In FIG. 4 the ring 8 is replaced by a pair of dished washers 11 which lie flatly against the inner surfaces of the sides 9 and which are separated by a radially outwardly projecting ridge 12 formed on the seal 6. These rings 11 exclusively contact the seal ring 6.

The assembly of FIG. 5 is identical to that of FIG. 4 except that the wall 4b is formed with an axially open groove 4b' receiving the corresponding edge 10 of the respective side 9. It is within the scope of the invention similarly to form the flank 4a.

As shown in FIG. 1 it is possible to pack the space between the sides 9 with a body 13 of lubricant, here grease. Such packing insures an excellent seal and long-term lubrication of the joint. In particular at high temperature, when the ring 6 becomes softer, the thermal expansion of the mass 13 will force its edges 10 into excellent contact with the flanks 4a and 4b.

It is understood that any of the features of any of the embodiments can be combined with any of the features of any of the other embodiments.

Patent Citations
Cited PatentFiling datePublication dateApplicantTitle
US2326489 *Feb 20, 1941Aug 10, 1943Crane Packing CoLiquid seal
US2368611 *Jul 12, 1943Jan 30, 1945British Leyland Motor CorpRetaining means for link pins in tracks for track-laying vehicles and for like purposes
US2411214 *Mar 4, 1943Nov 19, 1946Fmc CorpChain bearing seal
US2927830 *Sep 12, 1958Mar 8, 1960Internat Packings CorpPiston seal
US3493645 *Sep 29, 1967Feb 3, 1970Ford Motor CoProcess for manufacturing seals
US3511511 *Jan 16, 1968May 12, 1970Rex Chainbelt IncLip-type cartridge seal having separate axial and radial spring systems
US3614113 *Mar 4, 1970Oct 19, 1971Caterpillar Tractor CoBoot-belleville seal
US3664675 *May 5, 1971May 23, 1972Forsheda Gummifabrik AbSeal between rotating parts,movement of which is relative to each other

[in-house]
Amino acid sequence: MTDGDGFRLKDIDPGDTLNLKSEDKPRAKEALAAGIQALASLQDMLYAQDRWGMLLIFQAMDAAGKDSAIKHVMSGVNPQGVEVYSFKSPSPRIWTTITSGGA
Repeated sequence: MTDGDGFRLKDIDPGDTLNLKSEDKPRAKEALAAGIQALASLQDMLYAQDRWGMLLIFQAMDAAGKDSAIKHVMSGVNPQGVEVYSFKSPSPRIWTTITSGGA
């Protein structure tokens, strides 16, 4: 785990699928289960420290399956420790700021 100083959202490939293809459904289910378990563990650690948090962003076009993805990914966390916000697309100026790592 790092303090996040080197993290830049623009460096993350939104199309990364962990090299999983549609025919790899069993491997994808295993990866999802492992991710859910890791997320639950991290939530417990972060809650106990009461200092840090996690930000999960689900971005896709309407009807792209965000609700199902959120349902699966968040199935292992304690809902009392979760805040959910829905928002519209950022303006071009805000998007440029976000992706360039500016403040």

US4030730 *Oct 31, 1975Jun 21, 1977Caterpillar Tractor Co.Symmetrical seal assembly for a hinge joint
US4062550 *Sep 17, 1976Dec 13, 1977Kabushiki Kaisha Komatsu SeisakushoSeal assembly with backup ring
Referenced by
Citing PatentFiling datePublication dateApplicantTitle
US4262970 *Sep 14, 1979Apr 21, 1981Caterpillar Tractor Co.Seal assembly
US4311346 *Jun 29, 1979Jan 19, 1982Fiat-Allis Construction Machinery, Inc.Track assembly hinge joint
US4364572 *Apr 3, 1981Dec 21, 1982Kabushiki Kaisha Komatsu SeisakushoSeal assembly with load ring
US4392657 *Feb 19, 1980Jul 12, 1983Caterpillar Tractor Co.Belleville spring loaded seal
US4461488 *Jun 24, 1983Jul 24, 1984Intertractor Viehmann Gmbh & Co.Seal for link of track chain
US4494759 *Oct 31, 1983Jan 22, 1985Kieffer Robert ASeal for relatively rotatable parts
US4575914 *Jul 5, 1983Mar 18, 1986Italtractor I.T.M. S.P.A.Assembly-procedure and relative hinge-assembly for use with lubricated-type crawler tracks
US4718820 *Jun 15, 1987Jan 12, 1988Jaques Robert KPumping apparatus
US5044812 *Jan 23, 1990Sep 3, 1991Dresser Industries, Inc.Sealed and lubricated pivot pin assembly and method
US6406029 *Aug 17, 1999Jun 18, 2002Caterpillar Inc.Seal assembly having an encapsulated cone spring
US7845740 *Jun 24, 2009Dec 7, 2010Freudenberg-Nok General PartnershipUnitized seal with integral spacer
US8668204 *Jul 5, 2010Mar 11, 2014Robert Bosch GmbhSpring-elastic axial seal
US9273695 *Sep 20, 2011Mar 1, 2016Siemens AktiengesellschaftArrangement having a seal, seal, and turbocompressor
US9322288Nov 29, 2012Apr 26, 2016United Technologies CorporationPressure seal with non-metallic wear surfaces
US9726034Feb 1, 2016Aug 8, 2017United Technologies CorporationPressure seal with non-metallic wear surfaces
US20090261650 *Jun 24, 2009Oct 22, 2009Freudenberg-Nok General PartnershipUnitized Seal With Integral Spacer
US20120146293 *Jul 5, 2010Jun 14, 2012Robert Bosch GmbhSpring-elastic axial seal
US20140178182 *Sep 20, 2011Jun 26, 2014Sebastian HuthArrangement having a seal, seal, and turbocompressor
DE4402079B4 *Jan 25, 1994May 4, 2006Bray International, Inc., HoustonDreh-Absperrorgan
WO1981000699A1 *Sep 14, 1979Mar 19, 1981Caterpillar Tractor CoSeal assembly
WO1981002455A1 *Feb 19, 1980Sep 3, 1981Caterpillar Tractor CoBelleville loaded seal
U.S. Classification277/384, 305/104, 277/402, 277/371
International ClassificationF16J15/34, B62D55/088
Cooperative ClassificationF16J15/3456, B62D55/0887
European ClassificationF16J15/34C10, B62D55/088D
Legal Events
Sep 2, 1981ASAssignment
Effective date: 19810701